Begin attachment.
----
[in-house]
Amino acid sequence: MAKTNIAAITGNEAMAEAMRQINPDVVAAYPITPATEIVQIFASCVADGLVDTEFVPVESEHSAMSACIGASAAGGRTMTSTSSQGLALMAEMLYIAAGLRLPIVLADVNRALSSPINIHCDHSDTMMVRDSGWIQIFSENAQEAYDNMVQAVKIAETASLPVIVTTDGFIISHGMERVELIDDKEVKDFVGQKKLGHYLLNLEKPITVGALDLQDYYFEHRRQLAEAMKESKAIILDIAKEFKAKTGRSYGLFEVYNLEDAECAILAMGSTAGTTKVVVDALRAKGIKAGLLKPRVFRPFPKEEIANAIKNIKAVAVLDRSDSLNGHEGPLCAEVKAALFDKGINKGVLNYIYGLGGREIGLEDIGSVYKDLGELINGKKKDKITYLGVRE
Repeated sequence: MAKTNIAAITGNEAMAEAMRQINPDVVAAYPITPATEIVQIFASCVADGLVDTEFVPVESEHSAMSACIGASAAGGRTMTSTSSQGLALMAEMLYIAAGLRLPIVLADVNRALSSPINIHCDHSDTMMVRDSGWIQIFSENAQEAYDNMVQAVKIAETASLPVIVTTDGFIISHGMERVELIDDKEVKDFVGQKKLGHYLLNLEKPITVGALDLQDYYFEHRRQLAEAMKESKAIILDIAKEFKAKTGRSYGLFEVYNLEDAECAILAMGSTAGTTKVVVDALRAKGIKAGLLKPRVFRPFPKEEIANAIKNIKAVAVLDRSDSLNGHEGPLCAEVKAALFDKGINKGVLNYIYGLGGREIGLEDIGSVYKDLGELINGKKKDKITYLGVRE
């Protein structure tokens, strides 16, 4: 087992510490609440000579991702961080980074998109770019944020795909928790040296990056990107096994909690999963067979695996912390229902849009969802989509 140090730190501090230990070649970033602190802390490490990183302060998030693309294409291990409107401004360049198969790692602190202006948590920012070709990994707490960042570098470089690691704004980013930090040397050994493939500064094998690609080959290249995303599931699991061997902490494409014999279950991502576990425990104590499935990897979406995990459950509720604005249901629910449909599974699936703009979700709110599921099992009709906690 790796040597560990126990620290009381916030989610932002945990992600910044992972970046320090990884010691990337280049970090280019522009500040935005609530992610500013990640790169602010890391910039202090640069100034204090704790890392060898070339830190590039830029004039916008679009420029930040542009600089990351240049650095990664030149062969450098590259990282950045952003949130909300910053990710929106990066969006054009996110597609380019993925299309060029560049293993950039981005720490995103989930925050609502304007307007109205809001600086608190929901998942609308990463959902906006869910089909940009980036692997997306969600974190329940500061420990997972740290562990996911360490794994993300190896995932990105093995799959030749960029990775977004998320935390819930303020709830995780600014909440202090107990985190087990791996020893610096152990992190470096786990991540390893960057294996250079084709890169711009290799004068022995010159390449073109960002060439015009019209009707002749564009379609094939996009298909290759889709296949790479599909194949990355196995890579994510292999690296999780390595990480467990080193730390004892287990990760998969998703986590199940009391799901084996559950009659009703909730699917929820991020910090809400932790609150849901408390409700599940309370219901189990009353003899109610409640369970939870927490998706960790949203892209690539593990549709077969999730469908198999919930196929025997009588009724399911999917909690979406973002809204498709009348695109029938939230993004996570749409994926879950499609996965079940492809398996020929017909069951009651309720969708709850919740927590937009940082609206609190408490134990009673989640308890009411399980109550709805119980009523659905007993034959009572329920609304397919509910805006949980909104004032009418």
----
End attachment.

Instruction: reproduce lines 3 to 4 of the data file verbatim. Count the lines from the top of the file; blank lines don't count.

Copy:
Repeated sequence: MAKTNIAAITGNEAMAEAMRQINPDVVAAYPITPATEIVQIFASCVADGLVDTEFVPVESEHSAMSACIGASAAGGRTMTSTSSQGLALMAEMLYIAAGLRLPIVLADVNRALSSPINIHCDHSDTMMVRDSGWIQIFSENAQEAYDNMVQAVKIAETASLPVIVTTDGFIISHGMERVELIDDKEVKDFVGQKKLGHYLLNLEKPITVGALDLQDYYFEHRRQLAEAMKESKAIILDIAKEFKAKTGRSYGLFEVYNLEDAECAILAMGSTAGTTKVVVDALRAKGIKAGLLKPRVFRPFPKEEIANAIKNIKAVAVLDRSDSLNGHEGPLCAEVKAALFDKGINKGVLNYIYGLGGREIGLEDIGSVYKDLGELINGKKKDKITYLGVRE
């Protein structure tokens, strides 16, 4: 087992510490609440000579991702961080980074998109770019944020795909928790040296990056990107096994909690999963067979695996912390229902849009969802989509 140090730190501090230990070649970033602190802390490490990183302060998030693309294409291990409107401004360049198969790692602190202006948590920012070709990994707490960042570098470089690691704004980013930090040397050994493939500064094998690609080959290249995303599931699991061997902490494409014999279950991502576990425990104590499935990897979406995990459950509720604005249901629910449909599974699936703009979700709110599921099992009709906690 790796040597560990126990620290009381916030989610932002945990992600910044992972970046320090990884010691990337280049970090280019522009500040935005609530992610500013990640790169602010890391910039202090640069100034204090704790890392060898070339830190590039830029004039916008679009420029930040542009600089990351240049650095990664030149062969450098590259990282950045952003949130909300910053990710929106990066969006054009996110597609380019993925299309060029560049293993950039981005720490995103989930925050609502304007307007109205809001600086608190929901998942609308990463959902906006869910089909940009980036692997997306969600974190329940500061420990997972740290562990996911360490794994993300190896995932990105093995799959030749960029990775977004998320935390819930303020709830995780600014909440202090107990985190087990791996020893610096152990992190470096786990991540390893960057294996250079084709890169711009290799004068022995010159390449073109960002060439015009019209009707002749564009379609094939996009298909290759889709296949790479599909194949990355196995890579994510292999690296999780390595990480467990080193730390004892287990990760998969998703986590199940009391799901084996559950009659009703909730699917929820991020910090809400932790609150849901408390409700599940309370219901189990009353003899109610409640369970939870927490998706960790949203892209690539593990549709077969999730469908198999919930196929025997009588009724399911999917909690979406973002809204498709009348695109029938939230993004996570749409994926879950499609996965079940492809398996020929017909069951009651309720969708709850919740927590937009940082609206609190408490134990009673989640308890009411399980109550709805119980009523659905007993034959009572329920609304397919509910805006949980909104004032009418």